I don’t usually meet Nazi sympathisers, but I did once. We met in Prague, late February, and he was walking down the street where I lived, while I loitered outside.
He wore a blue Ibrahimovic jersey and a yellow parka, and he had a stub of a cigarette in his mouth. He was in his late twenties. He walked with a sort of casual shrug. The point of this extended description is that it’s hard to make assumptions. You’d never pick him to be, for example, a vicious racist.
He greeted me, and I returned it. His name was Robin (“The bird…” he said, pressing the back of his left hand on his right palm and flapping) and he needed a lighter.
If you’re in Eastern Europe, and you don’t look European, three things often happen upon meeting people the first time: they (1) assume you speak English, as opposed to [the respective country’s language], (2) ask you where you’re from, and (3) ask you what you think of [the country/city/other you’re in].
The first two things should feel wrong and bad, but they also expedite introductions so it’s probably fine. I said I’m from Australia and I thought Prague was great. He responded with incredulity. “Prague is shit,” he spat, “Czech Republic – fucked.”
Robin needed a lighter so he could smoke a joint. We spoke at length. We talked about the European economy (“Everyone goes to Australia. Bad for us, the [he flexed his fingers, air-quoting some newspaper’s business section] ‘brain drain.’”), drugs (“MDMA, I love. Like sex. But no heroin. No way.”), football (“Iniesta is a genius. Fucking genius.”), women (“It is what Czech do best, no?”).
When the joint was finished, he promptly rolled another.
Robin loved to chat. Everything he said was replete with actual warmth, the honest joy of having just made a friend. “I will tell you something now,” he said, “but maybe you will judge me for it.” He was suddenly sheepish, hesitant. I said, go on. “Are you sure?” he replied. I nodded.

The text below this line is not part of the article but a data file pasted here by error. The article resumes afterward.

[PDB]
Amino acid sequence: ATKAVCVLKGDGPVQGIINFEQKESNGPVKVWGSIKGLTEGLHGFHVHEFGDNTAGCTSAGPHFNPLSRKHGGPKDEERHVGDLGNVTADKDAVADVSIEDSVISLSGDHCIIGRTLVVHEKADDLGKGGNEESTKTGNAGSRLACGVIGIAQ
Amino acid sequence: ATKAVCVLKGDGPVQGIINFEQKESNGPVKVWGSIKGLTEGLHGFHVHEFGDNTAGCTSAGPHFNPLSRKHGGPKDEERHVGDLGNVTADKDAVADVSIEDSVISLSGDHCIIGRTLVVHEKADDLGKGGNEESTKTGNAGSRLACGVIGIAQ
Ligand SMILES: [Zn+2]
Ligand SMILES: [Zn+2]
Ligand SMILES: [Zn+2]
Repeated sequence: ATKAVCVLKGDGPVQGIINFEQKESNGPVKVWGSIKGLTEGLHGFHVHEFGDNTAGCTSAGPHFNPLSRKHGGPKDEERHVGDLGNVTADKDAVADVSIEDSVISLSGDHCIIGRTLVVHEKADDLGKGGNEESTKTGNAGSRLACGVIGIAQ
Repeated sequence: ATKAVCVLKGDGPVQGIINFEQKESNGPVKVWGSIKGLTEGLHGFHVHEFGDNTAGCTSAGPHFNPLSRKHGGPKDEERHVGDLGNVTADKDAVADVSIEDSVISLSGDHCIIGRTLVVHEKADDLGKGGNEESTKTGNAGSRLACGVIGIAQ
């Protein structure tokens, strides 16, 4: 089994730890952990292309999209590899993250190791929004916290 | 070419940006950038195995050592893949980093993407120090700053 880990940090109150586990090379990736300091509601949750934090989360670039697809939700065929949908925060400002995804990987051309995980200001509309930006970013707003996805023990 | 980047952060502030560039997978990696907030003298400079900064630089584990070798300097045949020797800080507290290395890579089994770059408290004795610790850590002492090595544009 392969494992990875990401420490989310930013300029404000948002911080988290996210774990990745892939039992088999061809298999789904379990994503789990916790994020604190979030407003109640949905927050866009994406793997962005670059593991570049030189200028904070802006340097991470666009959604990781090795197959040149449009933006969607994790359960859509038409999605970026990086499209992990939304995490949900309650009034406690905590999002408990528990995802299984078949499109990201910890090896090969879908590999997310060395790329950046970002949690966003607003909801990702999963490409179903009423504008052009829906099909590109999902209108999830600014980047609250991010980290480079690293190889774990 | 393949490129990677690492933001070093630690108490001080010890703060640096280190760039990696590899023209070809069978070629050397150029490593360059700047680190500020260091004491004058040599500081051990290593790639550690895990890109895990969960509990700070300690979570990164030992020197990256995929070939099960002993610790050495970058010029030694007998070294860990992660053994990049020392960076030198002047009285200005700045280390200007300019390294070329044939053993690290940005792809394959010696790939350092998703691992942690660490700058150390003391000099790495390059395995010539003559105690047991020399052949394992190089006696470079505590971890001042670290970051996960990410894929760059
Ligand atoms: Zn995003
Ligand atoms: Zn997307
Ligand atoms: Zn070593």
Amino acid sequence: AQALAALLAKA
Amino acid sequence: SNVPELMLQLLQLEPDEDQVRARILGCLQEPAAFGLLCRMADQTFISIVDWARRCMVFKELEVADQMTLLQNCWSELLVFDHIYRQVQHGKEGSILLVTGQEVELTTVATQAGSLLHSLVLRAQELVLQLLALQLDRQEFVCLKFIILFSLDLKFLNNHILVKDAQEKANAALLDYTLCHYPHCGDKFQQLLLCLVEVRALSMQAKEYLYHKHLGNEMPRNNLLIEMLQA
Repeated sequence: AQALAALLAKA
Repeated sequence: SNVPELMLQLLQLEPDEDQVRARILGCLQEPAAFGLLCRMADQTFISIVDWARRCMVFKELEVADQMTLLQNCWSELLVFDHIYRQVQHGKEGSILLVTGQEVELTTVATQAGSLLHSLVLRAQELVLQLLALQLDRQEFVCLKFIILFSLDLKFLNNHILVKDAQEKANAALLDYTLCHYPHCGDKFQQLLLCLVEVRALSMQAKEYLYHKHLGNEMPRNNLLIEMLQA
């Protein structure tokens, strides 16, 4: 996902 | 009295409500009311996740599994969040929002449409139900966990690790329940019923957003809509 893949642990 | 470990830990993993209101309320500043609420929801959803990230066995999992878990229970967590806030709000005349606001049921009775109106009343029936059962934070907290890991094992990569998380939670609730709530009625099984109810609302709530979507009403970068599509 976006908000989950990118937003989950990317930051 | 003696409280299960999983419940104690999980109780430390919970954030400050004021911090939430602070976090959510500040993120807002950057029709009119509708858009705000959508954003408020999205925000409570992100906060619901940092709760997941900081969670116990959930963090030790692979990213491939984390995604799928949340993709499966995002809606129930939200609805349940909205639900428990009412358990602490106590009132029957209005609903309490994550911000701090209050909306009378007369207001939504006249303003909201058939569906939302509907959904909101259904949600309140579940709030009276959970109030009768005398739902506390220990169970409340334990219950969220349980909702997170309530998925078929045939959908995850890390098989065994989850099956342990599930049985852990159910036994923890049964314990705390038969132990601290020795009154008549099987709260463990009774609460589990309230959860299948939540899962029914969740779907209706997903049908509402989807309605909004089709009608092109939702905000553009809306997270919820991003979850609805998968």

He paused and considered how to phrase what was on his mind. What was on his mind was this: “Sometimes, I think, maybe a man like Hitler. Maybe he was not so bad. You see all the people in Prague. Gypsies. Maybe Hitler had a gun to his head.” He tapped his chest where his heart was with one finger – once, twice – raised that finger to his bloodless lips. “This is what I believe.”
There was a silence I assumed I had to fill. So I said: Ah. I thought: you could’ve told me anything else, Robin, and I wouldn’t have judged you for it, you know? But you said that. You went and said that.
“Hitler,” he continued, “I…I think he is okay. He happened because of poverty. Look at the poverty now.” His hands were less animated; they’re just in front of him, cupped like he’s collecting water. At this point, I remember literally backing off. I said I had to go, mumbled something about the stove at my hostel. His shoulders sagged. He looked hurt.
At what point does it become appropriate to call someone out on their terrible opinions? What if you’d just met the person?
I’d like to think I’d do it immediately. But, in this situation, what could you do? Grimace, bite a knuckle, tell them: “That’s not true.” Any rejection of, or argument against, Robin’s beliefs would have seemed so feeble and impotent compared to the original statement, that bombshell: “I’m pro-Hitler.”
And what if you’ve just met in a foreign country? What if they’re big dudes – Czech – and they confess to admiring mass-murderers, and you just noticed that they have a buzzcut, and – oh, man – that they tried to show you some tattoos earlier but you politely declined?
Personally, in that case, I’d make my excuses and leave. So I left.
Robin waved as I walked away. “Maybe I’ll see you later,” he said. Doubt it. I watched him, in my peripheral vision, but didn’t turn around to look.